Photo: Yair Meyuhas

“They need to be deported before they’re pregnant” – former Minister of Interior, Eli Yishai

‏The name used to denote migrant workers in Israel, “foreign workers”, is one indication of Israel’s desire to deny the common humanity and needs we share with migrant workers. One of the extreme manifestations of perceiving the migrants as work tools and not human beings are the limitations – and even legal prohibition – the State places on the migrants’ natural right to form relationship and families and have children.

‏At first, Israel enforced the “Pregnant Foreign Worker Procedure”, under which a migrant who became pregnant could not renew her stay visa and she was bound to be detained and deported. Later, the Ministry of Interior allowed the worker to stay in Israel if she sent the baby to her country of origin within three months following the birth. The Pregnant Foreign Workers Procedure was abolished by the High Court of Justice in 2011 following a petition of human rights organizations, including the Hotline for Refugees and Migrants. However, the woman has to keep working throughout her pregnancy and immediately after the birth to maintain her legal status. Thus, she depends on the good graces of her employers – and in many cases, she is fired. She is also expected to find a proper arrangement for her child for six days out of the week, 24 hours per day, unless the employer allows her to live with her baby in his home. As a result, only a few of the migrant workers who became pregnant since the Procedure was abolished were able to maintain their legal status throughout and after their pregnancy.

‏Despite the difficulties, limitations and prohibitions, migrant workers have had children in Israel or brought them here. The Ministry of Education, unlike all other government ministries, upholds the international conventions Israel has ratified, and the Obligatory Education Law applies to every child who’s been in Israel for over three months. Many of the children of migrant workers study at the Biyalik Rogozin and HaYarden schools in southern Tel Aviv.

‏A persistent struggle of the Hotline for Refugees and Migrants succeeded in 2006 and resulted in a one-time decision of the government to give legal status to children of migrant workers who met several criteria. The criteria were: the children would have had to been born in Israel or had to have stayed in Israel for at least six years, their parents entered Israel legally, and the children know Hebrew and thus their deportation would constitute cultural exile. Following this decision, 900 children and 2,300 of their family members received legal status in Israel; the child received permanent residency and his parents and siblings – temporary residency. When the child reaches the age of 21 or when he or she completes the army service, the young person gets citizenship and his or her parents and siblings get permanent residency status. The decision also stated that this legal status cannot be transferred (for example, fathers who were deported cannot return and receive legal status). However, even the children who did not receive legal status under the 2006 decision were not deported.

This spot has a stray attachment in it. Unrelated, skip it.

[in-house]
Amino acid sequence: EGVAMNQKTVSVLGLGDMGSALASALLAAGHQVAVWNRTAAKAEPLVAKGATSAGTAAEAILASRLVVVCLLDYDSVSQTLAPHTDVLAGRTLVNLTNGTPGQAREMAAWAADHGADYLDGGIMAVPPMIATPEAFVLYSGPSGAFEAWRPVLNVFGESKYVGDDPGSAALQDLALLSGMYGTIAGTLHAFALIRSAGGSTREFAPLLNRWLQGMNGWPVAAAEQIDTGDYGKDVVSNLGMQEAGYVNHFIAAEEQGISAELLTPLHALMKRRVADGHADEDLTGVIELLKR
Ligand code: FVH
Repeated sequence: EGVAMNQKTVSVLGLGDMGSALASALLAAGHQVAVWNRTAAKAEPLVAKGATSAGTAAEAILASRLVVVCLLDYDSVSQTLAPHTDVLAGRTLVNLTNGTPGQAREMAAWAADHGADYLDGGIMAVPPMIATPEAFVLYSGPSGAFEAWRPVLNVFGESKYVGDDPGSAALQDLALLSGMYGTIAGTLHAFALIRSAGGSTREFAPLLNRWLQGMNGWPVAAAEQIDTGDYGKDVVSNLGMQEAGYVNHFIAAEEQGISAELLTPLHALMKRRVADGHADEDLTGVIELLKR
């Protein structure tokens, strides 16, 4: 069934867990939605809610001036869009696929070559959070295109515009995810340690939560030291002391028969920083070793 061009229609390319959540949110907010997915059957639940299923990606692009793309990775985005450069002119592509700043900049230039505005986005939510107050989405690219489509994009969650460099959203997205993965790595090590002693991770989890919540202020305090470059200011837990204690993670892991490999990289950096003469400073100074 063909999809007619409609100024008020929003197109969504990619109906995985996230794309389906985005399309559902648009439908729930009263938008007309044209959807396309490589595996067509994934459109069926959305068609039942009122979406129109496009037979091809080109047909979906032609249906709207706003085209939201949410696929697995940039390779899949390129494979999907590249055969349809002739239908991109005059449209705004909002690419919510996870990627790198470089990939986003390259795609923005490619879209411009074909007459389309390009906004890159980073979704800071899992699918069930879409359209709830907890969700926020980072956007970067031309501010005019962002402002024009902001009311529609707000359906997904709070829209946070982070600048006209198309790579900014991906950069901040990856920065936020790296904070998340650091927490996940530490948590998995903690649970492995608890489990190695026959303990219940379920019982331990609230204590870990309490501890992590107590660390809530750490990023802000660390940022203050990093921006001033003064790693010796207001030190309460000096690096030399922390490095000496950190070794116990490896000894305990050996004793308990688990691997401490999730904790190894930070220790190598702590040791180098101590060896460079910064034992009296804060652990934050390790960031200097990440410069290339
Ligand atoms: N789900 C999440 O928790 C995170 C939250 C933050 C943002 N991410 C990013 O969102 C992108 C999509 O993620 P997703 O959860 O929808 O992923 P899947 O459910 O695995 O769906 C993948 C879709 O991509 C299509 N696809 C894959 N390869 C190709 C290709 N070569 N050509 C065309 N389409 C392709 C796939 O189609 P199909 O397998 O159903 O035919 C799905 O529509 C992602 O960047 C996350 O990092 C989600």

‏In 2009, the Israeli government decided to begin deporting children of migrant workers and their families. The Israeli Children NGO was founded to campaign against the deportations, and along with the Hotline, other NGOs, and numerous private citizens and public personas who joined the struggle, successfully pressured the government to issue another decision in 2010. The decision, once again defined as a one-time humanitarian gesture, defined criteria very similar to the previous decision. 701 families applied for legal status. 379 families received legal status, 77 families were turned down and 244 families are still awaiting a reply for their application as of December 2013. The Ministry of Interior declared at the Knesset committee hearing and in court that by January 2014 all applications will be examined.

‏In March 2011, following the construction of special cells for children at a detention facility for migrants at the Ben Gurion airport, Israel began arresting migrant children and their families and deporting them. The children are often arrested in the middle of the night. A study conducted by Israeli Children shows that 83% of children detained in immigration facilities suffer from post traumatic stress disorder.

‏Hundreds of children of migrant workers remain without legal status in Israel, most of them raised by single mothers, as the fathers have already been deported from Israel.